Day 10 - 25 August, 2010
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– 25 August, 2010
We got a fairly
early start, and while Jen was in the store, hitting the Magic Money Machine
(ATM) I noticed that the headlights were doing a nice job of illuminating this
lovely cluster of flowers, which we later found out are called Impala Lilies.
We headed out to the
Olifants River Outlook, again, but it was starting off as a pretty overcast day,
and nothing was moving. The
view of the river itself, though, is quite spectacular, with or without
As we headed north
along the Letaba River we came to Von Weilligh’s Baobab Tree.
I don’t know who
Von Weilligh was, but this is his tree!
This male Impala was
very close to the road
and gave us the
opportunity to show how ornate and lovely his horns are.
They are, after all, primarily for decoration and attracting the ladies!
We never ceased to
marvel at the beauty of the Kudus, particularly the males, and seldom passed up
an opportunity to stop and admire them.
This guy was
obviously eyeing this clump of tasty young leaves,
and a few seconds
later it was gone!
Further along the
river was a small group of Hippos, one of whom had a hitch-hiker on it’s back,
a Great Egret. (I think)
This pair of
were browsing next
to the road and paused to watch us watch them.
Sometimes the critters seemed to be as fascinated by us as we were by
Note the size of the
tusks on this big guy.
Though we would have
liked to have gotten more pictures of him, we weren’t terribly disappointed
that he was going the other way!
Whenever you are
traveling near rivers or other bodies of water, you will see trails crossing the
road which were obviously made by animals. From
one of the rangers, we learned the difference between ordinary animal trails,
and hippo trails, such as this one.
The hippo trails, if
you look closely, consist of two parallel ruts or grooves, which they leave
because they drag their feet. In
places there will still be grass growing in the middle, just like on one of our
dirt roads. While they spend their
days in or very close to the water, at night they will travel upwards of 20 km.
in search of tender grass to graze upon. At
first light, they head back to the water they came from, and many people have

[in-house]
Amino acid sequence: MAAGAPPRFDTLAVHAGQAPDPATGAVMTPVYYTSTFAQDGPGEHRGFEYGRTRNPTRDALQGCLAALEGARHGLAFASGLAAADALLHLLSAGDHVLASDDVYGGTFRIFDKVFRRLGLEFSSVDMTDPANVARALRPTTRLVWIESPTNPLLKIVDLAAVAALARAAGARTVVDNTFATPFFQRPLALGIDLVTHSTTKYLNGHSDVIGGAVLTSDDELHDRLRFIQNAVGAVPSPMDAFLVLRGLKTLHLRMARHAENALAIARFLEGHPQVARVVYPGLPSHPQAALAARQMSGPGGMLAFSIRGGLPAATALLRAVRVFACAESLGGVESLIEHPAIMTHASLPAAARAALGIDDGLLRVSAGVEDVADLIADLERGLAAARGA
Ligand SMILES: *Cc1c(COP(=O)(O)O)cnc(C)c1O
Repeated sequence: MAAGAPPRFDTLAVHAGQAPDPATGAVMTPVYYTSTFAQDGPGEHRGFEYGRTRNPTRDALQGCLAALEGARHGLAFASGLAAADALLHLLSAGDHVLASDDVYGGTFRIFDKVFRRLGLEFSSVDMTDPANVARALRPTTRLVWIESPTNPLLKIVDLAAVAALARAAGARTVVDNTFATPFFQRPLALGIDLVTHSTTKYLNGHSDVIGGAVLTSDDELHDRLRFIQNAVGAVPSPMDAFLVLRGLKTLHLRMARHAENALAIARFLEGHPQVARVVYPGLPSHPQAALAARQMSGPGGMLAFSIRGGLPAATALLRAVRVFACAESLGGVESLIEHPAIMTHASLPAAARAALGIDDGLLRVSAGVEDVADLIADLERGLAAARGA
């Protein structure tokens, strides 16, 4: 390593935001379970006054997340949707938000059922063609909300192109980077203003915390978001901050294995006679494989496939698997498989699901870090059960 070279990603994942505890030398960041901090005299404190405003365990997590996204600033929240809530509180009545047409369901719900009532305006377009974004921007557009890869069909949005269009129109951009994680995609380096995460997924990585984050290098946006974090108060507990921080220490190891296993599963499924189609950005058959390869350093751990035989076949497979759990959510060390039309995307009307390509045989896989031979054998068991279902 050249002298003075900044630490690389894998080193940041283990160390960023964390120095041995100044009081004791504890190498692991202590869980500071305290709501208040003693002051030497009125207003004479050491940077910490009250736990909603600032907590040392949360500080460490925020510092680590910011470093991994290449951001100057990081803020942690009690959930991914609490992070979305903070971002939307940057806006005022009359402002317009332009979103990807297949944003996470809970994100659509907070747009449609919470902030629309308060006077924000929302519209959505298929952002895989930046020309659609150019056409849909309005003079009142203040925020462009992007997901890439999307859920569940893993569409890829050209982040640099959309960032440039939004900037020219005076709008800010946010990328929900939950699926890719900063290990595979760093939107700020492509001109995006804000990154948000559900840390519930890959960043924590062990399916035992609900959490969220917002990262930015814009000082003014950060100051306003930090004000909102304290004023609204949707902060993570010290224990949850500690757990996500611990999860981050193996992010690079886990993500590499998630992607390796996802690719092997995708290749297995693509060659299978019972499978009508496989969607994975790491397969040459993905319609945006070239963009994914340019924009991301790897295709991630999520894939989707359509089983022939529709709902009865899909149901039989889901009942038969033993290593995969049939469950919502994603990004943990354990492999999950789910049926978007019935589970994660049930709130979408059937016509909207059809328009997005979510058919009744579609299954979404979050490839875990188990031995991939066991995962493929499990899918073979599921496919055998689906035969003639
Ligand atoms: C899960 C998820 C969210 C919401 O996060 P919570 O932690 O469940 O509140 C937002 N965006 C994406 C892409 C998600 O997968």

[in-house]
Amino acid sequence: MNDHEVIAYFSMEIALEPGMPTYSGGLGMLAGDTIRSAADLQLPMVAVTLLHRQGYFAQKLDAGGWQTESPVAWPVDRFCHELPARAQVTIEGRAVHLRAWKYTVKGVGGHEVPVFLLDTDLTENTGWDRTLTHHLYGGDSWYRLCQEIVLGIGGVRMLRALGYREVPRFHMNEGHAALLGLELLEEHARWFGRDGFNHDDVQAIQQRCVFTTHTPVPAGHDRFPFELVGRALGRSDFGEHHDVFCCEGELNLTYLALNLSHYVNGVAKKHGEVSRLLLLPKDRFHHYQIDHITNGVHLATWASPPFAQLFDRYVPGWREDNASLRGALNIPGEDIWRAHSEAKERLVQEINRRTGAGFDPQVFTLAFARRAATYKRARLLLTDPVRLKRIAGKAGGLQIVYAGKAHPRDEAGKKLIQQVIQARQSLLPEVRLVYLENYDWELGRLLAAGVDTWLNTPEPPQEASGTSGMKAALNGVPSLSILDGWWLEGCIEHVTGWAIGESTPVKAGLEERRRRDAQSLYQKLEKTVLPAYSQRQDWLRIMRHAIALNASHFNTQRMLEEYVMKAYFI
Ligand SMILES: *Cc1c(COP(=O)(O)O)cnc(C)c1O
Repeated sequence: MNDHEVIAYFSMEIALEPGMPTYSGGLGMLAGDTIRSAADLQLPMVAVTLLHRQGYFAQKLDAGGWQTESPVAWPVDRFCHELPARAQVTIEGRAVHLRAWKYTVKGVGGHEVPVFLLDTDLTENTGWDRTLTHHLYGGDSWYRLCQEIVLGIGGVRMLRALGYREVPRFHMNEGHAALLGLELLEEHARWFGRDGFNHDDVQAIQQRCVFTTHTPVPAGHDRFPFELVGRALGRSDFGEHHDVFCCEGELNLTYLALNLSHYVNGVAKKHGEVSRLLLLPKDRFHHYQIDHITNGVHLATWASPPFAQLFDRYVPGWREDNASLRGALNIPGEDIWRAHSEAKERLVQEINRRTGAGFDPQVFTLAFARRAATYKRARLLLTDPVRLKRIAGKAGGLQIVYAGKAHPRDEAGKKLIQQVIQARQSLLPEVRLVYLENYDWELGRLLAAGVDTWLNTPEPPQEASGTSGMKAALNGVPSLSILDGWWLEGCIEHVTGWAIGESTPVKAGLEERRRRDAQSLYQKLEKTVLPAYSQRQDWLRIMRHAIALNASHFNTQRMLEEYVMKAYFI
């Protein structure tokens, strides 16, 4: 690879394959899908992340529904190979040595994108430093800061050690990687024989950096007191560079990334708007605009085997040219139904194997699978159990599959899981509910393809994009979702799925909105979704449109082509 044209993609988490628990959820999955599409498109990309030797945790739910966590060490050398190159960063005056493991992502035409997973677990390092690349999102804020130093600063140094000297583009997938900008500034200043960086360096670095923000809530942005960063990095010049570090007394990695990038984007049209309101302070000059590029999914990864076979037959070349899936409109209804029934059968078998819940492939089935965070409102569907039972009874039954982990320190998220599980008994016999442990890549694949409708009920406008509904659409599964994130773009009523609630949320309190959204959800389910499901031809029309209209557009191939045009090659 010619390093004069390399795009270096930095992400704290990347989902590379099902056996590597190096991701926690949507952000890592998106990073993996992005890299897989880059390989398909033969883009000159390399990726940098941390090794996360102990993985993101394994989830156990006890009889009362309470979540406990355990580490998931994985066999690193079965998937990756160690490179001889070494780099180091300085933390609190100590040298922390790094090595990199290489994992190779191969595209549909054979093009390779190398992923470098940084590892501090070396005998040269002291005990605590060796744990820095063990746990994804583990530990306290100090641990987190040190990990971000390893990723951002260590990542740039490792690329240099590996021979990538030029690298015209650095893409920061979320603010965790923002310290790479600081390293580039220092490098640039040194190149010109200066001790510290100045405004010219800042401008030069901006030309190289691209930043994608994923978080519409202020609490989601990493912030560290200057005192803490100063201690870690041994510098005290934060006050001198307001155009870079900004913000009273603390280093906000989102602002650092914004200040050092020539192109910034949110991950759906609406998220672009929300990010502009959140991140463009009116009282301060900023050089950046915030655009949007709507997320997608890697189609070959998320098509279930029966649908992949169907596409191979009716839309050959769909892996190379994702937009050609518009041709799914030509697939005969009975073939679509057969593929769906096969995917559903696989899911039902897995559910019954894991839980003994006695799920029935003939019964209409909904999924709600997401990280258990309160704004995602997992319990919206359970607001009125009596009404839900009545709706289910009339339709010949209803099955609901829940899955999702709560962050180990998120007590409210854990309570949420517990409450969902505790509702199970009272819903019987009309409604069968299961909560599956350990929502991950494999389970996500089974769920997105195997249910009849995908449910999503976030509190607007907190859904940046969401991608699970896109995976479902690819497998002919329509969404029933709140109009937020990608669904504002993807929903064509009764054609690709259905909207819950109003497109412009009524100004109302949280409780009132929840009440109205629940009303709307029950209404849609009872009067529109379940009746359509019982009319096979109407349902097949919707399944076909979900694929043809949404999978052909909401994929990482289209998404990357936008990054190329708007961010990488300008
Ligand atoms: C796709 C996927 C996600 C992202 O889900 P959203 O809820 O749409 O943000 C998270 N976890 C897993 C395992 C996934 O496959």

lost their lives because they happened to be using one of these trails and got
between a hippo and his water. They
are an extremely dangerous animal, very aggressive towards humans, and are
responsible for over 200 deaths per year.
We are not 100% sure
of our ID on this bird
but believe it to be
a Spotted Dikkop, possibly immature. Any
help with this ID would be appreciated.
This female Impala,
laying just off the
road, appeared to be VERY pregnant. At
least, she was VERY wide!
As we came around a
curve in the road, near Engelhard Dam, this very large bull Elephant walked out
of the bush and straight down the road, toward us
causing Jen to
frantically search for reverse gear, while I clicked away with the camera.
Before he got to us, however, he swerved off and into the bush (good
thing, cuz she never did find reverse) and the last we saw of him
he was still trying
to make up his mind which one of these small trees he was going to have for
We stopped at Letaba
Camp to pick up some things at the store, and had to take this picture
of a garden of
succulents near the gate. The large
plant in the middle is some species of Aloe.
leaving Letaba we came across this small group of Zebra
reluctantly agreed to share their road with us.
This section of the
Letaba River Road, west of Letaba reminds me for all the world of Red Georgia
We reached the
in the early
afternoon, and headed down the river, back toward Letaba.
A short time later, we came across this scene
which, the more we
looked, the more we were amazed. A
herd of 50 or so female Impala was being watched over by a lone Kudu bull.
As they moved along, he followed, so it
was quite obvious that this was not just an accidental crossing of ways.
Was he just
confused? I don’t think so.
Nature never ceases to amaze.
As we continued
along down the nearly dry riverbed the scenery sometimes would take your breath
There were many
turnouts on this road, and at one of them we found this pair of Doublebanded
The male, as is
usual with birds, has the brighter coloration.
Here we have a
family of Baboons, crossing the road in front of us,
while Zebra graze
Bringing up the
rear, this large male
looked more than
capable of taking care of whatever business needed taking care of!
Nearby a vervet
was spending his
afternoon sitting on a log.
More scenic views
awaited us as we
moved on down the river, as well as this lone Elephant
who was making his
way up the river.
A little further
along, another semi-panic stop was brought on by a group of Giraffes
trimming the trees
alongside the road. This hansom male
seemed to be batting
his eyelashes at Jen, and hence, we had to have another Giraffe pic!
A Great Egret
was intently peering
at something in the water, but didn’t go after it while we were watching.
Two Cape Buffalo
watched us pass, and
in the dwindling light we got our last look of the day at the river.
Emerald Spotted Dove
Spotted Dikkop ?
Yellow Billed Kite Doublebanded Sandgrouse